I would go with the 2500 springs as a cost saving measure. If he wants to eliminate the rear blocks and not do the shackle flip then that or new "custom built" springs would be the route I would take. I have seen some issues with shack flips, such as pinion angles (I know.. There will now be a group of guys posting saying that they have done it with no problems) Personally, I would prefer to keep the shackles in the stock position. I don't like the though of adding something that long, due to increases in the bending moment of the shackle and the new bracket. (not sure about moment increase for the shackle as the shackle remains the same length, but angles may change the internal forces, I don't have a leaf spring truck to look at, measure and do analysis) In my opinion, the shackle and it's material were not designed or tested to be in compression, they were designed for tension. As you know @SurrealOne, different materials have different tensile and compression properties, Maybe there would have been ribs added in different places or a different material used if the intent was to use it for compression. I would rather worry about the decrease in the shear capability of the longer u-bolts when used with the rear lift block. It has been some time since I have dealt with one of my local spring shops, but I have seen them build leaf springs that have the arch wanted for the desired ride height. A good shop can use specific thickness or material of leafs, giving you the height you want and the ride you want. If I were doing it I would visit a spring shop and talk to them. The price may be comparable to the 2500 leafs and you could still maintain the ride you want.

  7. #7


    I have been researching the poop out of that actually and still seem under-educated....
    I would rather do that shackle flip because it would kind make me want to take the bed off my truck again but i would completely undercoat the whole thing if i had the chance or at least eliminate all the rust, then paint my whole rear end along with the shackle flip...
    but.... i keep seeing threads saying the shackle flip is perfect and doesnt hurt any pinion angles then an occasional thread saying to beware of pinion angle shifting and tension vs. compression vs OE design, and I HAVE NO IDEA! there seems to be ALOT of speculation and/or mixed reviews and perhaps that means that until further education or professional opinion is rendered it might not be the best path to choose considering all the variables listed.

    I found out I do have a local spring shop here and gave them a call earlier today about a 3" lift leaf spring, the guy took my information and said he would call me back....... which never happened... I guess i will try back on monday and see if My business seems like more of a concern to them....

    my main purpose of this is to solve the dead leafs I have now AND to eliminate my 3" fabtech blocks... lower price is always nice but functionality is key as well as not driving like a cement truck as some have said with 2500 springs on a 1500.... IF i get a "reasonable" estimate on custom leaf springs (i.e. less than $400.00, I am very inclined to choose that route)

  8. #8


    called the local shop again... they said they could add three inches to my leaf, and what they would do is reuse my current leaf springs, add-a-leaf to them, and re-arch them to make it a 3" lift and he quoted me $650.00 out the door... at that price i might as well buy a set of deavers and call it done....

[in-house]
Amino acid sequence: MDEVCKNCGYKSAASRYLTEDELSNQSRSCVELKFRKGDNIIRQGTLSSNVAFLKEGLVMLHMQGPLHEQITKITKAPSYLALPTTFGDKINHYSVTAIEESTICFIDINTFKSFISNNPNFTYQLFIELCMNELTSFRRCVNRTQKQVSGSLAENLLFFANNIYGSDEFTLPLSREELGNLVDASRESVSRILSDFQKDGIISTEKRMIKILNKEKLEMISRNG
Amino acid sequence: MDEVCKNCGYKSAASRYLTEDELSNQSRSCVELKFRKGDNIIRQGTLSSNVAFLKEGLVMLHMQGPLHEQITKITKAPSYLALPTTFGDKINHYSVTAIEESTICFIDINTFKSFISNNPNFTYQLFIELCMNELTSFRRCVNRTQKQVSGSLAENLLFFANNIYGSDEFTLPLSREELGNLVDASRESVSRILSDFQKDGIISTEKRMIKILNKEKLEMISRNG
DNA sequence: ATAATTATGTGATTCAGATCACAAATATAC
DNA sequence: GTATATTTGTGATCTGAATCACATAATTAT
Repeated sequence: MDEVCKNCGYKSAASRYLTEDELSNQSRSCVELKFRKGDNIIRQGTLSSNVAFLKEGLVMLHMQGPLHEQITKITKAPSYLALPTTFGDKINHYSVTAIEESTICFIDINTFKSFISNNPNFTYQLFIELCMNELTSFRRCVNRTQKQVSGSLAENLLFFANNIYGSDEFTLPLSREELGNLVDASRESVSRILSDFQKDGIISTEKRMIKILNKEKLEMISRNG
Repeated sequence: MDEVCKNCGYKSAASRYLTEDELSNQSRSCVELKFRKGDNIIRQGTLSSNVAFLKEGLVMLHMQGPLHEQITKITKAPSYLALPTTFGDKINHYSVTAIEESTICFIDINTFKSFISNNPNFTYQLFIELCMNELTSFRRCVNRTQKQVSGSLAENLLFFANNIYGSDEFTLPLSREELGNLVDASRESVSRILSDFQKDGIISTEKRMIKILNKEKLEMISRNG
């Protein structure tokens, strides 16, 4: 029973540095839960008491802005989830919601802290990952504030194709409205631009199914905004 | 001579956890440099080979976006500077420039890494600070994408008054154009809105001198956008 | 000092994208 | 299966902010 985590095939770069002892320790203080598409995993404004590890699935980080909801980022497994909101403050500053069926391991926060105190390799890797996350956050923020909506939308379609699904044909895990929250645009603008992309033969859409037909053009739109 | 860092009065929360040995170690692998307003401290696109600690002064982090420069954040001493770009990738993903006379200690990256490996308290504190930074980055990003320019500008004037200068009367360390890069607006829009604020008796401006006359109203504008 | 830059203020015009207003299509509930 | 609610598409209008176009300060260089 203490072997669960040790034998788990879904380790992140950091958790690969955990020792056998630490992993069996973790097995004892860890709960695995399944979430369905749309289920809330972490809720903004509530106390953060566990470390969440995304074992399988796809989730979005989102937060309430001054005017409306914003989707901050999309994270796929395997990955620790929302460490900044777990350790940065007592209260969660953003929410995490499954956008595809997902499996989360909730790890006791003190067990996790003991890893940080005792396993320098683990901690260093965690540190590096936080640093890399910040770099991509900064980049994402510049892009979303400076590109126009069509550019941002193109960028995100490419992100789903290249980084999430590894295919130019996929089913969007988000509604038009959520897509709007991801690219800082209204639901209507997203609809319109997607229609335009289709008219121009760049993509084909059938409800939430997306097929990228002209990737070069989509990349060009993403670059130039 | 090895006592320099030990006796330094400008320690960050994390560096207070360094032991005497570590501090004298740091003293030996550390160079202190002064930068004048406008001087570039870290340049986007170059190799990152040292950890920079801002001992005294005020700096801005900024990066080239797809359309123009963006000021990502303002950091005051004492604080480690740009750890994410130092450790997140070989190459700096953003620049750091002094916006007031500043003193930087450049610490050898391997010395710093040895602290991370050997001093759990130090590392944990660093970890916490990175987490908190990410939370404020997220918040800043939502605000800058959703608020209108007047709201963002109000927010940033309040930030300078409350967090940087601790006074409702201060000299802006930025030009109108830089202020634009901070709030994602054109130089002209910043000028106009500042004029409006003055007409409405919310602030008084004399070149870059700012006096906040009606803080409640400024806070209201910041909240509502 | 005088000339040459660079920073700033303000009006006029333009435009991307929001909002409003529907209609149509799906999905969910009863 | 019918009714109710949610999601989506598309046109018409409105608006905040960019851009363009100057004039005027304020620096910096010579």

now i believe I may be inclined to to an add-a-leaf route but most only seem to add between 1 to 2 inches, how could I add 3 inches? and how do those affect rise quality?

    the shackle flip is pretty much out of my mind now, as cool as it sounds, theres just too much to worry about, even though it is the cheapest route.

  9. #9


    I was just in touch with Deaver. Since others may read this (and @Sierraowner5.3 should, as well, since he wanted to know what I learned):

    • The listing on Deaver's website showing 2WD is a misprint and should say 2WD/4Wd, as their springs are designed to work on both.
    • Deaver spring pricing on the website is for a pair of springs, not just one.
    • Deaver U-bolt pricing is for a complete kit of 4 u bolts with nuts and washers.
    • Deaver uses use only American-made 5160 spring steel.
    • Deaver leafs are a full progressive design 10 leaf assembly with diamond cut ends ... with inserts on the ends of the leafs.
    • Deaver springs come with urethane bushings, but OEM steel encased rubber bushings can be used if requested.

  10. #10


    thanks for that info surreal!

    well actually... once again my mind has changed...

    if you check out this link it actually lists 4 different options for leaf springs on 1999-2012 silverado 1500/2500/3500

    ill sum it up real quick....

    4 options for leaf spring packs:

    1500 O.E. replacement

    ____1. 3 leaves (2/1 leaf pack) 1500 lbs capacity

    2500 O.E. replacement

    ____2. 5 leaves (4/1 leaf pack) 2025 lbs capacity

    ​2500/3500 O.E. replacement

    ____3. 6 leaves (5/1 leaf pack) 2235 lbs capacity

    ____4. 8 leaves (7/1 leaf pack) 3300 lbs capacity

    now found another website, who sells the same sets and also has an amazon store that offers free shipping...
    I have elected to purchase the 4/1 leaf pack, seeing that although it has two more leaves, the actual spring capacity is 1000 lbs more (total from both sides), which shouldnt convert driving a half ton truck into driving a cement truck....

    the total to purchase two leaf springs and have them shipped to my door is $319.90. which i think is a great price for brand new leaf springs. sure i will probably get a LITTLE bit of a stiffer ride from these springs, but the fact that they are stiffer will also reduce more body roll, minimalize axle wrap, and allow me to get rid of my 3" blocks, since these 2500 springs provide 2-3" of lift when used on a 1500. whenever i hit the order button, I will let yall know, and of course will update when i get the chance to install them, and comment on the ride quality change as well, and the whole nine yards.

    Im sure some people might issues some caveats on this decision, I am open to all commentary.